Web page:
What's There Now:
3555 Las Vegas Blvd. S.
Las Vegas, NV 89109
Still In Operation
The Flamingo opens on December 26
Hotel closes in early January to finish construction
Hotel reopens as The Fabulous Flamingo on March 1
Bugsy Siegel is gunned down in Los Angeles on June 20
$1 million remodeling
Hotel purchased by Kirk Kerkorian
28-story room tower and showroom added
Half interest of the hotel is sold to Barron Hilton
Hotel is renamed the Flamingo Hilton
New hotel tower is added
New hotel tower is added
Last of the original resort is torn down to make way for new construction
Hotel renamed The Flamingo Las Vegas
Margaritaville restaurant added
Hotel purchased by Harrah's, later Caesars, Entertainment
1954 Menu Cover
1954 Menu Interior
1954 Menu Back
1970s Show Guide
1970s Show Guide
There are two common myths surrounding the legendary Flamingo Las Vegas. No matter what you have heard it was not the first hotel on what would eventually become The Strip and it was not the brainchild of Bugsy Siegel. In reality it was Billy Wilkerson, the owner of the Hollywood Reporter and several Los Angeles nightclubs, who bought the land and started construction years after hotels like El Rancho and The Frontier were up and running.
Unfortunately Wilkerson ran out of money during construction and opened the door for Siegel and his mafia connections to take over. Siegel dumped cash into the resort at a stunning speed. By the time it opened on December 26, 1946 over $6 million had been sunk into the project. By way of comparison, El Rancho cost $425,000 to build only five years earlier.
Problems began almost immediately. The hotel was not complete when it opened and only the casino and some of the entertainment facilities were available while construction continued elsewhere. A second weekend "grand opening" on December 28th added some celebrity names to the attendee list but with no guests staying there the property hemorrhaged money. The Flamingo shut down after only two weeks in business.
Siegel scrambled to get the rest of the funds necessary to finish the property and reassure his nervous bosses that everything was under control.
The hotel had its third (and last) "opening" on March 1, 1947 with the name The Fabulous Flamingo. It had 105 rooms, a showroom, restaurants, and casino, and acres of lushly landscaped lawns around a center courtyard pool. Atop the three-story room buildings was a suite for Siegel that included a ladders to an escape tunnel under the hotel and steel lined walls to make it bullet proof.
Bugsy could've used that on June 20, 1947 when he was gunned down in Los Angeles. Even though the hotel was turning a profit by then, Siegel had burned too many bridges in his relentless zeal to get the Flamingo up and running. After his death, the hotel was taken over by several mob figures and front men designed to put a good face on the organization for law enforcement and regulatory types.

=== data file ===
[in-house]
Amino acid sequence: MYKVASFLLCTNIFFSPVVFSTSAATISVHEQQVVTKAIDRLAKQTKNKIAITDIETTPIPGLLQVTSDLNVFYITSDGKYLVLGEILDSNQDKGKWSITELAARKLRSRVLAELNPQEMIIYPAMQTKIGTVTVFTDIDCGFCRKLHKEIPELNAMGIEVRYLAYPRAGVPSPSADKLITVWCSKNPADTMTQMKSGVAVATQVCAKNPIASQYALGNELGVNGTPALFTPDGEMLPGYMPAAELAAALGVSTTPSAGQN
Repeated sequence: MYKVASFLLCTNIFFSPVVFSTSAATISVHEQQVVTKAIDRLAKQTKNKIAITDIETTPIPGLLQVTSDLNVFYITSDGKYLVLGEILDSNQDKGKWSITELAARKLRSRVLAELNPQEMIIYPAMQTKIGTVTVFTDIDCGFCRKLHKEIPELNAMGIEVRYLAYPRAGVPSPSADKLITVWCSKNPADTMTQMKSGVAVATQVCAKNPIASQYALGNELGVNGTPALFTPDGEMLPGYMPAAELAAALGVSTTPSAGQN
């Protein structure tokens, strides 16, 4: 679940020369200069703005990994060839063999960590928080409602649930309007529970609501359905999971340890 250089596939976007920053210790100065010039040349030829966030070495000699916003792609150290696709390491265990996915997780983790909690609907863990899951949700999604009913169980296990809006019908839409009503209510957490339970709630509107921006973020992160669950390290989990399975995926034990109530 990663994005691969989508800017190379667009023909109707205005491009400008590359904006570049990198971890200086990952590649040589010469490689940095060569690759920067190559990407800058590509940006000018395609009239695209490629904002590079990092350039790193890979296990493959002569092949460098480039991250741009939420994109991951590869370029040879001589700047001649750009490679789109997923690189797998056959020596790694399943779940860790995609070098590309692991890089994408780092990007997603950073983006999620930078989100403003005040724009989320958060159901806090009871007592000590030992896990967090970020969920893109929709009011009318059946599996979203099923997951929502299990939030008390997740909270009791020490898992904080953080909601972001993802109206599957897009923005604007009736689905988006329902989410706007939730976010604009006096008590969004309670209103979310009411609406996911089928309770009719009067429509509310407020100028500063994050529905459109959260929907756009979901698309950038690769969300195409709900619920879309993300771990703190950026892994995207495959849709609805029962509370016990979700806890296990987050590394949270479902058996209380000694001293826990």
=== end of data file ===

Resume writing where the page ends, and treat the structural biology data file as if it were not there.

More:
The Flamingo was a hit. It was much more upscale than El Rancho and The Frontier, with an atmosphere that was more akin to a resort than an overgrown motel and without the kitschy Western theme that both of its competitors sported.
Other hotels like The Sands followed suit not long after, pushing The Flamingo to make upgrades. A 1953 remodeling is believed to have cost $1 million.
The hotel was sold several times over the next few years to various groups of investors but it is widely believed that most of them were still connected in one way or another to the mob. The Flamingo was expanded and renovated numerous times as well and by 1958 the hotel had over 300 rooms.
In 1963 it got its "close-up" as the primary filming location for the Elvis Presley, Ann-Margaret movie "Viva Las Vegas." Most of the exteriors were shot around the Flamingo pool.
Eventual MGM investor Kirk Kerkorian bought the property in 1967 and then immediately set about on a major renovation and expansion of the hotel. A 28-story room tower added 1,250 rooms and the casino and front entrance were expanded. A bigger showroom, still in use today, was added in 1968.
Kerkorian sold half of the Flamingo to Barron Hilton in 1970. the property officially became the Flamingo Hilton in 1971, a name it would carry for almost 30 years.
More rooms and major expansions happened in 1975 and again in 1990, driving the room inventory up over 3,000
The last of the original resort was torn down for new construction in 1993.
In 1994 the Hilton Grand Vacations towers were added at the back of the property.
In 1998, the Hilton corporation spun off its gambling focused properties including The Flamingo, Bally's, and the Las Vegas Hilton under a new umbrella called Park Place Entertainment. They removed the Hilton part of the name in 1999 and the hotel went back to being The Flamingo (or Flamingo Las Vegas).
A major remodeling of the front of the hotel in 2003 revamped the facade and added a flagship Margaritaville restaurant and bar.
In 2011, the casino addition was added at the front of the property that carried the Margaritaville name.